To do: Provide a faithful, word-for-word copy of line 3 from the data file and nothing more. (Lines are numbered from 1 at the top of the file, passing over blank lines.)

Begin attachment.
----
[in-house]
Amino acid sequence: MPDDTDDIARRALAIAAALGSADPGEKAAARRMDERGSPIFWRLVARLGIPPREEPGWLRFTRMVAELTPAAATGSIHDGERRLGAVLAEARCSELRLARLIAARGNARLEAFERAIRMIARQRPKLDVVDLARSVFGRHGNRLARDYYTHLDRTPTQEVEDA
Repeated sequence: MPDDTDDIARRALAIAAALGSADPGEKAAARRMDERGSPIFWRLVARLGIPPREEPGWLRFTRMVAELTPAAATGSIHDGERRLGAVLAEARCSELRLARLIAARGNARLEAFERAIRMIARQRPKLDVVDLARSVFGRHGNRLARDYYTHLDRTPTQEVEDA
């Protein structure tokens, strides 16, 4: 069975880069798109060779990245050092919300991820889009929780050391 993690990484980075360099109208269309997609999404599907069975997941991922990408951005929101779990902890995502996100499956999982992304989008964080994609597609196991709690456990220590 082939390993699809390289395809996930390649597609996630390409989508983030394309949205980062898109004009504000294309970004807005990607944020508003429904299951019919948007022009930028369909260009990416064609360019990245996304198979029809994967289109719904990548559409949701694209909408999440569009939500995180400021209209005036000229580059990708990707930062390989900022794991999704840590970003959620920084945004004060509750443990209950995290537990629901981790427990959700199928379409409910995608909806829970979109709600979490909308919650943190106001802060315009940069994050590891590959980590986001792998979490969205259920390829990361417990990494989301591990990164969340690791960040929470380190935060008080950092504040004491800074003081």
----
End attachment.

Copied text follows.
Repeated sequence: MPDDTDDIARRALAIAAALGSADPGEKAAARRMDERGSPIFWRLVARLGIPPREEPGWLRFTRMVAELTPAAATGSIHDGERRLGAVLAEARCSELRLARLIAARGNARLEAFERAIRMIARQRPKLDVVDLARSVFGRHGNRLARDYYTHLDRTPTQEVEDA